Good news on unemployment?

The national unemployment rate dropped to 8.9 percent last month. This marks the first time the rate has dipped below 9 percent since April 2009.

According the the Bureau of Labor Statistics, the US economy added about 192,000 net jobs in February, up from 63,000 the month before. The private sector added more than 220,000 jobs, which was partially offset by declines in state and local government.

New jobs reduced the number of unemployed, but also increased labor force participation rates.  The labor force increase suggests some unemployed people are feeling better about their job prospects, and are no longer ‘discouraged’ (see previous post for more on discouraged workers), thus re-starting their job hunts.

Gains were seen across industries, led by manufacturing, construction, and professional and business services industries. Declining revenues continue to plague state and local governments, however, forcing layoffs and tempering the labor market recovery. Since September 2008 local governments across the country have eliminated 377,000 jobs.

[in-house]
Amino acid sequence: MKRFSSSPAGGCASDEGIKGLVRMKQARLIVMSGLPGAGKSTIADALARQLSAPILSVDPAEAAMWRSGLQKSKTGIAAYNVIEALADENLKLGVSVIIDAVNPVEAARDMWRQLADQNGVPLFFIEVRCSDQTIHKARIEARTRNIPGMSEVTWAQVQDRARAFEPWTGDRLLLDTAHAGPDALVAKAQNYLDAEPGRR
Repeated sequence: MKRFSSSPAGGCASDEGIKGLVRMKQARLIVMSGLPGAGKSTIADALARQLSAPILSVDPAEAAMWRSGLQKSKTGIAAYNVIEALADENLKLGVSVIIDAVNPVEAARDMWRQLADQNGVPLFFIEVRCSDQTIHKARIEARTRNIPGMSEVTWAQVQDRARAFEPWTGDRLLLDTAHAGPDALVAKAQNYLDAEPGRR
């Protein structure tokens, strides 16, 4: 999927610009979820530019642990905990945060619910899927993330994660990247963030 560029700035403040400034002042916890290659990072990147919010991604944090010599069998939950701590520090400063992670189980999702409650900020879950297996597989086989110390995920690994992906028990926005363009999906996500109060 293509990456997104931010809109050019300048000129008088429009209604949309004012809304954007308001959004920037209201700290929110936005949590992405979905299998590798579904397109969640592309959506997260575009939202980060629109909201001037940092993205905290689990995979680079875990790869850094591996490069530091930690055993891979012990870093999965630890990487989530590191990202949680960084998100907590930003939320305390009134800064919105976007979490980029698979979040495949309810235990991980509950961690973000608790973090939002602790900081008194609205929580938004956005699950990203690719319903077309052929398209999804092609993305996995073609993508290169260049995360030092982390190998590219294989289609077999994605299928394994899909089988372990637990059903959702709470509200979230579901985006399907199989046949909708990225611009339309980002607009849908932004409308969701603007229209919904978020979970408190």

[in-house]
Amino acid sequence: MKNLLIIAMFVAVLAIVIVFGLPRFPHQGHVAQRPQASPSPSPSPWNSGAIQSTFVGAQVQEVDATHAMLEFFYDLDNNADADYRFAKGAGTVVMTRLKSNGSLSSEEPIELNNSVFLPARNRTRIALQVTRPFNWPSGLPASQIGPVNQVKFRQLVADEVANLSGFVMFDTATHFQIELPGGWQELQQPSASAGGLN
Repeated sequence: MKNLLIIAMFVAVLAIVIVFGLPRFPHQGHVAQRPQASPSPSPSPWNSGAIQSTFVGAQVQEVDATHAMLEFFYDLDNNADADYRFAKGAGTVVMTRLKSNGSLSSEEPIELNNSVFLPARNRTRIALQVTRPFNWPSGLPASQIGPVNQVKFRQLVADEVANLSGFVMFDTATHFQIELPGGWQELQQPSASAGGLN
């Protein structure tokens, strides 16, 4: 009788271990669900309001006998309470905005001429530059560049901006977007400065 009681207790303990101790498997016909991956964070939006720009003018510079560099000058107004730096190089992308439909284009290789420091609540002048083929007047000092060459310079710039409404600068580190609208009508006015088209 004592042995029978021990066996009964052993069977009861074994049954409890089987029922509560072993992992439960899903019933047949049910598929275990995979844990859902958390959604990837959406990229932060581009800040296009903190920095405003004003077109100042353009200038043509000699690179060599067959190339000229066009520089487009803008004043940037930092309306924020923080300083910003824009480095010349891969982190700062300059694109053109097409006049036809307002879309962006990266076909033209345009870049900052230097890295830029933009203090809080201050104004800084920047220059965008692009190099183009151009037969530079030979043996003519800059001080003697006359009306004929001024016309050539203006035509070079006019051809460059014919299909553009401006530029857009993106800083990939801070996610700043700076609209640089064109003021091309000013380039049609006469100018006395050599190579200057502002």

Good news? Sorta. Although the job market is getting better, it’s still not adding jobs at a fast enough rate to significantly reduce unemployment. Over all, the US employment total still remains more than 7.3 million less than it was at start of the Great Recession in late 2007. Adding jobs at the current clip means 2 and a half more years until the 2007 levels are reached again. Meanwhile, the labor force continues to grow, making unemployment rate reduction even more challenging.

How do the numbers compare to previous times? The above chart–from the US Bureau of Labor Statistics–shows monthly employment changes since 1990. The Great Recessions’ impacts on job losses are dramatic. But looking at recent job growth numbers, they remain well below the robust times of the mid- and late-1990s, and still below the remarkably unspectacular job growth in the mid 2000s. Takeaway message: while the recovery is underway, it’s gonna be slow. Policy has a role in help speeding up the recovery.

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